Title Thumbnail

Mammals of Mount McKinley National Park

281 pages
Library of Alexandria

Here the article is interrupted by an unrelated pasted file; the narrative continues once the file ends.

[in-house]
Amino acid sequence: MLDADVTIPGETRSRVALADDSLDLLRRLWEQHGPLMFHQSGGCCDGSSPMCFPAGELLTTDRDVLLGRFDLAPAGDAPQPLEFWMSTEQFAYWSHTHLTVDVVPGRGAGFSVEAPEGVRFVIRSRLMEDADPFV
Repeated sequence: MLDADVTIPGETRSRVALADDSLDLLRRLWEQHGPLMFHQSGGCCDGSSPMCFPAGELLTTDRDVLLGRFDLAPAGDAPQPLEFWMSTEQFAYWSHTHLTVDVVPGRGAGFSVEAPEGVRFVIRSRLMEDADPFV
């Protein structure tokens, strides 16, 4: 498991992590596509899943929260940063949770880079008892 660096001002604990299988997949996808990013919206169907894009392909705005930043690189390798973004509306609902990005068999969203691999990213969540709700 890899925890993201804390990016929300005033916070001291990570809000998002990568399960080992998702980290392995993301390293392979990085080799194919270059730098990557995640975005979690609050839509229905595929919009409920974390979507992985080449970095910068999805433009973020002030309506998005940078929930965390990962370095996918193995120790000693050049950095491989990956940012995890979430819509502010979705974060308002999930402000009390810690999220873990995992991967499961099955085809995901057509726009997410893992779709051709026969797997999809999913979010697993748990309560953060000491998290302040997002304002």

The national park idea represents a far-reaching cultural achievement, for here we raise our thoughts above the average, and enter a sphere in which the intangible values of the human heart and spirit take precedence. Mingled with the landscape of McKinley Park is the spirit of the primeval. The region is dedicated to the preservation of wilderness. Here we try to refrain from the coarser uses of nature legitimate elsewhere. All the plants and animals enjoy a natural and normal life without human restrictions. Freedom prevails—the foxes are free to dig burrows where they will; to hunt ptarmigan, ground squirrels and mice as the spirit moves; and they share in the ownership of the blueberry and crowberry patches. The grizzlies wander over their ancestral home unmolested; dig roots and ground squirrels, graze grass, and harvest berries according to whatever menu appeals to them. The “bad” wolf seeks an honest living as of yore; he is a respected citizen, morally on a par with everyone else. His hunting of mice, ground squirrels, caribou and Dall sheep is his way of life and he has the freedom to follow it. No species of plant is favored above the rest, and they grow together, quietly competing, or living in adjusted composure. Our task is to perpetuate this freedom and purity of nature, this ebb and flow of life—first, by insuring ample park boundaries so that the region is large enough to maintain the natural relationships, and secondly, to hold man’s intrusions to the minimum. Most of us feel with Thoreau that “The wilderness is near as well as dear to every man.” We come to McKinley to watch; to catch a glimpse of the primeval. We come close to the tundra flowers, the lichens, and the animal life. Each of us will take some inspiration home; a touch of the tundra will enter our lives—and, deep inside, make of us all poets and kindred spirits. Our national parks, here in the north, are set aside, not only for Alaskans, or for Americans, but for all humanity. To preserve the delicate charm and the wildness of the region our thoughts must be guided by a morality encompassing the spiritual welfare of the universe.